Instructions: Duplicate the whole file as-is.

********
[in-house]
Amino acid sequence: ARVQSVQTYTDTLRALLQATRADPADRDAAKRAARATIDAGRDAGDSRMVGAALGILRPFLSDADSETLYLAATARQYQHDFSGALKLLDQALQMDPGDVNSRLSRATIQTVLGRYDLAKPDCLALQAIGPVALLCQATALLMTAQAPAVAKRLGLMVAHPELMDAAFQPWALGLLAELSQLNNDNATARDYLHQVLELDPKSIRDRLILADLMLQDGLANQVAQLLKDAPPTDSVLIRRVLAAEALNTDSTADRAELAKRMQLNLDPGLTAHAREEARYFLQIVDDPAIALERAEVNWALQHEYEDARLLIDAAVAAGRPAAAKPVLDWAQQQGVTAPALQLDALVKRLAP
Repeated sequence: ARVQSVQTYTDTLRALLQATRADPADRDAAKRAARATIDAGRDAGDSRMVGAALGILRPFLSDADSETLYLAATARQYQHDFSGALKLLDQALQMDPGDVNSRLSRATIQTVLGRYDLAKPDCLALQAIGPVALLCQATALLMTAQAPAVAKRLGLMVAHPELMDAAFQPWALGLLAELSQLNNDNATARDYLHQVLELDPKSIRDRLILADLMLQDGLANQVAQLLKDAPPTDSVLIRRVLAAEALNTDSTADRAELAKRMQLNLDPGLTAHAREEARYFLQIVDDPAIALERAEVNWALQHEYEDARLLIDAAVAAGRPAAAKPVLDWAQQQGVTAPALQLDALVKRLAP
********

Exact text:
[in-house]
Amino acid sequence: ARVQSVQTYTDTLRALLQATRADPADRDAAKRAARATIDAGRDAGDSRMVGAALGILRPFLSDADSETLYLAATARQYQHDFSGALKLLDQALQMDPGDVNSRLSRATIQTVLGRYDLAKPDCLALQAIGPVALLCQATALLMTAQAPAVAKRLGLMVAHPELMDAAFQPWALGLLAELSQLNNDNATARDYLHQVLELDPKSIRDRLILADLMLQDGLANQVAQLLKDAPPTDSVLIRRVLAAEALNTDSTADRAELAKRMQLNLDPGLTAHAREEARYFLQIVDDPAIALERAEVNWALQHEYEDARLLIDAAVAAGRPAAAKPVLDWAQQQGVTAPALQLDALVKRLAP
Repeated sequence: ARVQSVQTYTDTLRALLQATRADPADRDAAKRAARATIDAGRDAGDSRMVGAALGILRPFLSDADSETLYLAATARQYQHDFSGALKLLDQALQMDPGDVNSRLSRATIQTVLGRYDLAKPDCLALQAIGPVALLCQATALLMTAQAPAVAKRLGLMVAHPELMDAAFQPWALGLLAELSQLNNDNATARDYLHQVLELDPKSIRDRLILADLMLQDGLANQVAQLLKDAPPTDSVLIRRVLAAEALNTDSTADRAELAKRMQLNLDPGLTAHAREEARYFLQIVDDPAIALERAEVNWALQHEYEDARLLIDAAVAAGRPAAAKPVLDWAQQQGVTAPALQLDALVKRLAP